As a mother to daughters, do you think society is kinder to women today than in previous generations? Or are the challenges just different?
While the opportunities are greater today, the choices and pressure to achieve on all fronts can be crippling. With social media, there is no privacy to deal with life’s stumbles, and we are inundated with the success of our peers. It’s a popularity contest. We are pressured to lie even by using photo filters to compete. We are still judged by the way we look, valued for experience rather than potential, and objectified by the very body parts that define us. And the pandemic has proven that society is not kind to women at all; we are expected to pick up the slack. Working together as a community to improve the lives of everyone, all genders and races, is key.
“Having it all” is one of the greatest fallacies of modern womanhood. As someone who has balanced career, marriage, and raising children, what do you hope working mothers take away from your story?
All mothers are working mothers. A family vacation is essentially a work trip. True balance is impossible – there is always a trade-off. I went into marriage thinking I could do it all, but I underestimated the challenge of doing it all well. And life throws us curve balls. Not just mothers, but fathers, too. When Joe Biden’s wife and daughter died, he lacked money for childcare. If his mom had to work and couldn’t step in to care for his sons, he wouldn’t be where he is today. The pandemic has proved that mothers have an unfair burden – expected to do it all. Our progress in the workplace has returned to where we were decades ago. With the US so low on the list of countries for family and parental support, we really need to fight for universal childcare, equal pay not compared to your last salary, and make motherhood a valued skill set when returning to outside work.
Childcare is the key to everyone’s success and selfcare is the key to everything else.. When we truly take care of ourselves and love ourselves enough to demand the respect of others, we can accomplish even more. And we have to respect each other’s choices. We are all in this together.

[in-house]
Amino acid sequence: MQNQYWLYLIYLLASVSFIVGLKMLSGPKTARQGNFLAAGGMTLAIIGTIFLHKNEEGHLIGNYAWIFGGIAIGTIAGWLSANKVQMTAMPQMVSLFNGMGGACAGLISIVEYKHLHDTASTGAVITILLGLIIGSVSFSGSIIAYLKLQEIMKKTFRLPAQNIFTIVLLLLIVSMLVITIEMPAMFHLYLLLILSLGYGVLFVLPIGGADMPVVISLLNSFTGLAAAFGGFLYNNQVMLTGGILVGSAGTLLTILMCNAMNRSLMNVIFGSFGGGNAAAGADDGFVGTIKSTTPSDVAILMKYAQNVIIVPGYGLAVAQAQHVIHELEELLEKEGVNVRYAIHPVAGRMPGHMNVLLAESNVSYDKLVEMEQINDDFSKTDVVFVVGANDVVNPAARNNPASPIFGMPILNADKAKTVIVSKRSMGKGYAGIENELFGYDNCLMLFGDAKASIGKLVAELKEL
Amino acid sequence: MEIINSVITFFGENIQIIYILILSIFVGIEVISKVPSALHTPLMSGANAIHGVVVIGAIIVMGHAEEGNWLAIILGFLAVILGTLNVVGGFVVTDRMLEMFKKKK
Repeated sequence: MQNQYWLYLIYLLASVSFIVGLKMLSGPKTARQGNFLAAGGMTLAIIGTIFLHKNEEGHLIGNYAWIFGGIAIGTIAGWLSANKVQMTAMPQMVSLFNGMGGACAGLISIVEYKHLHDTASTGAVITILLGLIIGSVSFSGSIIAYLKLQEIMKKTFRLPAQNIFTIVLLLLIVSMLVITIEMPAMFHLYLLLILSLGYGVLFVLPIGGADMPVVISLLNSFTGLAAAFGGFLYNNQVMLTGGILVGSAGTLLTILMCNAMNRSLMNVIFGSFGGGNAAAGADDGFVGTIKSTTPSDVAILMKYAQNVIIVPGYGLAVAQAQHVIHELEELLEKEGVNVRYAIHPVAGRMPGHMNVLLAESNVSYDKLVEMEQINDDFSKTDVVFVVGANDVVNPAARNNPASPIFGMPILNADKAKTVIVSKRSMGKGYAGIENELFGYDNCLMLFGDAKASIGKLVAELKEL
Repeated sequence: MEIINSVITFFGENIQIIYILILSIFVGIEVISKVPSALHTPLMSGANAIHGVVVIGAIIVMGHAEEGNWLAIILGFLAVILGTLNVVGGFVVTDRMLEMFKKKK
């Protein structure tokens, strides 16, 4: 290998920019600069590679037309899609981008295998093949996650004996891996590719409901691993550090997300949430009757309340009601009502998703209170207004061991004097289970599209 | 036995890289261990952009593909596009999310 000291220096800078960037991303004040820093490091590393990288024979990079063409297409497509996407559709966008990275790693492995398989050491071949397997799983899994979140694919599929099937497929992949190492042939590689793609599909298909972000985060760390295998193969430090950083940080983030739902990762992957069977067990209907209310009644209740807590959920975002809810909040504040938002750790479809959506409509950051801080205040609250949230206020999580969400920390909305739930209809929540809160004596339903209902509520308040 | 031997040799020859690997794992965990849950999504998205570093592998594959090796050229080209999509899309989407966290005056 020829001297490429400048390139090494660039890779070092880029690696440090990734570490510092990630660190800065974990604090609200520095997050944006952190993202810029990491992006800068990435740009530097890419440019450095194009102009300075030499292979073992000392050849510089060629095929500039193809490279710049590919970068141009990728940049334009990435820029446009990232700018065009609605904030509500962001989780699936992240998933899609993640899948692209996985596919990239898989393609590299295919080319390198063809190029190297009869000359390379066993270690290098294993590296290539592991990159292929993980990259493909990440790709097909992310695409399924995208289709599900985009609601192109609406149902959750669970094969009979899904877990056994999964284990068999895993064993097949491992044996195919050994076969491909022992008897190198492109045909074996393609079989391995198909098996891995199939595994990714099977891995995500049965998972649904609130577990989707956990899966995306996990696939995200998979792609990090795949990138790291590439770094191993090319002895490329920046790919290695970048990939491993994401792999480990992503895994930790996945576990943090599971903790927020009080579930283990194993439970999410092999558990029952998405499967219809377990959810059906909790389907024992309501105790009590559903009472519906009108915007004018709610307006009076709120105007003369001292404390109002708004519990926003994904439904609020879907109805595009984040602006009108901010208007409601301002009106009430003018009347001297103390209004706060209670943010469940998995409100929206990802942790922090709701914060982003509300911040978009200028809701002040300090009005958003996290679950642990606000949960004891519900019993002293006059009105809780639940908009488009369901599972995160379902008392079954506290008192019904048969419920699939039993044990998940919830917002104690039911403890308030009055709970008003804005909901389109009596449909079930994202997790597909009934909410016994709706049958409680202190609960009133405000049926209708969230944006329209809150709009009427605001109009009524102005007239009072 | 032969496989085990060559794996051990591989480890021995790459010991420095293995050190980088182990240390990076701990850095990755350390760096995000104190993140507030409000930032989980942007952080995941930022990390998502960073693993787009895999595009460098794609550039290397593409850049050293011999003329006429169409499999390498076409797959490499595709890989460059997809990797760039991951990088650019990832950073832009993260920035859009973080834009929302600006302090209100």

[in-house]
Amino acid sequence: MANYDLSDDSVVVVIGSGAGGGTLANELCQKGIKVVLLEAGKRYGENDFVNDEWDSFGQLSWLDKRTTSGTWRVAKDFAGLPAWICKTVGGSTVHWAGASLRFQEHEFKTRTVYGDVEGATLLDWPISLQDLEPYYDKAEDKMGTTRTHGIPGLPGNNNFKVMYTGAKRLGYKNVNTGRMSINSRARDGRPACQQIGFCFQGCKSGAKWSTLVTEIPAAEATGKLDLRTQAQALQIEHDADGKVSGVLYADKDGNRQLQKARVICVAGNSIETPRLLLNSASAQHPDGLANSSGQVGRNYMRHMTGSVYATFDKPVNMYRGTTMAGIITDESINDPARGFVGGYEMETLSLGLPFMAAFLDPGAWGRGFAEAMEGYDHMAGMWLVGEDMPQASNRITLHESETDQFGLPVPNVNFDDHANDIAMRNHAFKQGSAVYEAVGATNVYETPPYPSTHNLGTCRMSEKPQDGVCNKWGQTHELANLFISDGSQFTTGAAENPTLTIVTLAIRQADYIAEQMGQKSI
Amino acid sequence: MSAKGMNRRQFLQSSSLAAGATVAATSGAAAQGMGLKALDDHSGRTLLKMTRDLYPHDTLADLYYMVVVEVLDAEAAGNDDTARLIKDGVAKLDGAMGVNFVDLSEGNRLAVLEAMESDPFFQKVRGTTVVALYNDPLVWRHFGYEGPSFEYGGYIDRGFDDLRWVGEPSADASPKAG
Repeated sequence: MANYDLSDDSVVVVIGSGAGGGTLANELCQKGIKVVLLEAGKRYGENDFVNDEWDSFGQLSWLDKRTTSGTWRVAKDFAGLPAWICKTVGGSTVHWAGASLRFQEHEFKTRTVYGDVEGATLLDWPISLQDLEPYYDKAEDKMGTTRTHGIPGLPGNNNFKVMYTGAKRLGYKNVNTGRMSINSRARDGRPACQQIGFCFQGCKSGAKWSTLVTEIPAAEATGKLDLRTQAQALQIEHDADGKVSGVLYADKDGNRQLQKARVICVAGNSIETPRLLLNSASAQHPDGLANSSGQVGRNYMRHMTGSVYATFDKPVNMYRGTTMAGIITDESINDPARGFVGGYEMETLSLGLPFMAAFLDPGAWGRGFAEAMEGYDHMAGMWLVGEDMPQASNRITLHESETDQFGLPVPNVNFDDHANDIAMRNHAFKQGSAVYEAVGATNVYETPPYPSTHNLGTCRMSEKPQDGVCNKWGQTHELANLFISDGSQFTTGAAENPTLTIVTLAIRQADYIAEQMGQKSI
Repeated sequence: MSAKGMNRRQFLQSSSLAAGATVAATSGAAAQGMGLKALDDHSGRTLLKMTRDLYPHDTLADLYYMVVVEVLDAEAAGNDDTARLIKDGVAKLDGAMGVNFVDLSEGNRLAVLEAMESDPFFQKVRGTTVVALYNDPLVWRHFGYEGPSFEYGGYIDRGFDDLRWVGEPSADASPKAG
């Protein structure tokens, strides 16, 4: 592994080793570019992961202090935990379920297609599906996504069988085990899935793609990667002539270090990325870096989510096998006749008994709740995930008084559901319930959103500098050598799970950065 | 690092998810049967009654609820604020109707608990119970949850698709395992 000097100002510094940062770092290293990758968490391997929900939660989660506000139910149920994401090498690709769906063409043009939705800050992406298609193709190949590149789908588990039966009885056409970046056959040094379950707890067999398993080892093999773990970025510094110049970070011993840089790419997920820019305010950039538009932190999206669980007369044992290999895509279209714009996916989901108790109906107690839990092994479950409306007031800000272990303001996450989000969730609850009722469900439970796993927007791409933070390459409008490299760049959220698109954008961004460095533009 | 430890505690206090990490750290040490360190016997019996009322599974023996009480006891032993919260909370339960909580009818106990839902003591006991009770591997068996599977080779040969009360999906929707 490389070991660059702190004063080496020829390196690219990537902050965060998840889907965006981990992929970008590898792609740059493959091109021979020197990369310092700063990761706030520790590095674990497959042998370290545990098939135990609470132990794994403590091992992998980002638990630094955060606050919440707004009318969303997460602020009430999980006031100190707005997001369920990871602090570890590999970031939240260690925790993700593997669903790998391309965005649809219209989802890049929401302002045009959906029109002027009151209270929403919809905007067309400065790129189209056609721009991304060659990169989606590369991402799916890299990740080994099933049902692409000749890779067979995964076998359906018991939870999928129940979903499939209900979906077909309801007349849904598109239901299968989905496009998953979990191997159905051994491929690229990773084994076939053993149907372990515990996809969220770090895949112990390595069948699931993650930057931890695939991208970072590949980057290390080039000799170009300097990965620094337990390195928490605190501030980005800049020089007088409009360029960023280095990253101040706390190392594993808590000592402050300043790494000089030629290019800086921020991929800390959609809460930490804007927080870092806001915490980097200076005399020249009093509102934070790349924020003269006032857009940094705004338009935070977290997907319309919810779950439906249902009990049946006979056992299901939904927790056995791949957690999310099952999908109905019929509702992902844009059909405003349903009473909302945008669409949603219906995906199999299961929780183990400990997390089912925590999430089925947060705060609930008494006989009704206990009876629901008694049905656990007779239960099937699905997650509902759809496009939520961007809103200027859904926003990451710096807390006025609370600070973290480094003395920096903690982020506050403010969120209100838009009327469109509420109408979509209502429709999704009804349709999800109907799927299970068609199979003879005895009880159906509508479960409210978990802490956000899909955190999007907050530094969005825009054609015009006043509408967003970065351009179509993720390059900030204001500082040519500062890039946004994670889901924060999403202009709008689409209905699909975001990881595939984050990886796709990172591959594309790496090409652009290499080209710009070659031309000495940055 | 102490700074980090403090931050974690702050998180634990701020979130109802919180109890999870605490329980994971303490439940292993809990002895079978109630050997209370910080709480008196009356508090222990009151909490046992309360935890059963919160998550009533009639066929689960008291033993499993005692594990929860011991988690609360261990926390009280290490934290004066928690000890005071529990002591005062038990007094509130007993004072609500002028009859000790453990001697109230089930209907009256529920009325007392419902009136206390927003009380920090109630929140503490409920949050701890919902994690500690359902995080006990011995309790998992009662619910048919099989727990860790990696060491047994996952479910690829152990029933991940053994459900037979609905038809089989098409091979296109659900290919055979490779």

Woodstock is thought to be a utopia where men and women were free, especially during the sexual revolution of the late 1960’s. But you have a different take. Why?
Your phrase “is thought to be” is the key. Men are the ones who reported it, photographed it, and were the majority of young people there. Even today, despite the way it has been monetized to sell cars and stereo speakers, the word Woodstock evokes a touchy feely, freer time. Yet, during those days with half a million people in the mud, most too far away to hear the music, women were not free.
There were no laws against sexual assault, they were surrounded by drug-fueled men at the height of their testosterone. Women were pressured to be topless, to have sex, and were not free to wear a bra. The only women I found who had a good time went with boyfriends who made them feel safe. The iconic image is a topless woman on a man’s shoulders. Yet even my mom, who was in her twenties then, was sorry she didn’t go after reading news articles written by men and seeing the Oscar-winning documentary made by a man. She bought me a tank top with the dove on the guitar logo (that replaced the original naked woman design) and as a teen, I felt cool to wear it.